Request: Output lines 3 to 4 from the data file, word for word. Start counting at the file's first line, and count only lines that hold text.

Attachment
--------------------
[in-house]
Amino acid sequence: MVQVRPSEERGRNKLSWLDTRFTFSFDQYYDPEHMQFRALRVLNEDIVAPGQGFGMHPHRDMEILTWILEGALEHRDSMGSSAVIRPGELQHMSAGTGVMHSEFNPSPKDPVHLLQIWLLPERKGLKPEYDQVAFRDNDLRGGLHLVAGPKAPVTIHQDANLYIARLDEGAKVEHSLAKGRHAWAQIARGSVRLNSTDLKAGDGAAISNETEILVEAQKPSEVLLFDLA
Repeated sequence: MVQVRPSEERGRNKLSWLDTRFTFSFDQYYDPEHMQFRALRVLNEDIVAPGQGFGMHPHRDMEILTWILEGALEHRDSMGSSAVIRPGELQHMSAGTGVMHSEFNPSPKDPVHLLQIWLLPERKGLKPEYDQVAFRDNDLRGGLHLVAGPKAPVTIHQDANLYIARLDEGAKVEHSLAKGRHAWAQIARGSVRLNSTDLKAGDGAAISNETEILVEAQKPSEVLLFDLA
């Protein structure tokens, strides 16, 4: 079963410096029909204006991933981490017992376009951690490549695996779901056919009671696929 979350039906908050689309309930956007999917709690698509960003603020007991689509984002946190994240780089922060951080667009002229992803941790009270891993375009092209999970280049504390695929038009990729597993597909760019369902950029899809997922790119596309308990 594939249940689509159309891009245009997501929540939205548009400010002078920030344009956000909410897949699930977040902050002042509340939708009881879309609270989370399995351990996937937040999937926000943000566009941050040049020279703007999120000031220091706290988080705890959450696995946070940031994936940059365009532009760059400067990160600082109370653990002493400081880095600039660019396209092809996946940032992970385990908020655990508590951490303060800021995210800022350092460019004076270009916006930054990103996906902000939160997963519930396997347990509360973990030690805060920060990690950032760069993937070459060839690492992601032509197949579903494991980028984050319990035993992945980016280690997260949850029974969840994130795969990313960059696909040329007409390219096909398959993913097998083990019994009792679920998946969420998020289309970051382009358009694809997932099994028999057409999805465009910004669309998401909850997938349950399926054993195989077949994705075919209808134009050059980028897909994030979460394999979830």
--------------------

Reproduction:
Repeated sequence: MVQVRPSEERGRNKLSWLDTRFTFSFDQYYDPEHMQFRALRVLNEDIVAPGQGFGMHPHRDMEILTWILEGALEHRDSMGSSAVIRPGELQHMSAGTGVMHSEFNPSPKDPVHLLQIWLLPERKGLKPEYDQVAFRDNDLRGGLHLVAGPKAPVTIHQDANLYIARLDEGAKVEHSLAKGRHAWAQIARGSVRLNSTDLKAGDGAAISNETEILVEAQKPSEVLLFDLA
């Protein structure tokens, strides 16, 4: 079963410096029909204006991933981490017992376009951690490549695996779901056919009671696929 979350039906908050689309309930956007999917709690698509960003603020007991689509984002946190994240780089922060951080667009002229992803941790009270891993375009092209999970280049504390695929038009990729597993597909760019369902950029899809997922790119596309308990 594939249940689509159309891009245009997501929540939205548009400010002078920030344009956000909410897949699930977040902050002042509340939708009881879309609270989370399995351990996937937040999937926000943000566009941050040049020279703007999120000031220091706290988080705890959450696995946070940031994936940059365009532009760059400067990160600082109370653990002493400081880095600039660019396209092809996946940032992970385990908020655990508590951490303060800021995210800022350092460019004076270009916006930054990103996906902000939160997963519930396997347990509360973990030690805060920060990690950032760069993937070459060839690492992601032509197949579903494991980028984050319990035993992945980016280690997260949850029974969840994130795969990313960059696909040329007409390219096909398959993913097998083990019994009792679920998946969420998020289309970051382009358009694809997932099994028999057409999805465009910004669309998401909850997938349950399926054993195989077949994705075919209808134009050059980028897909994030979460394999979830």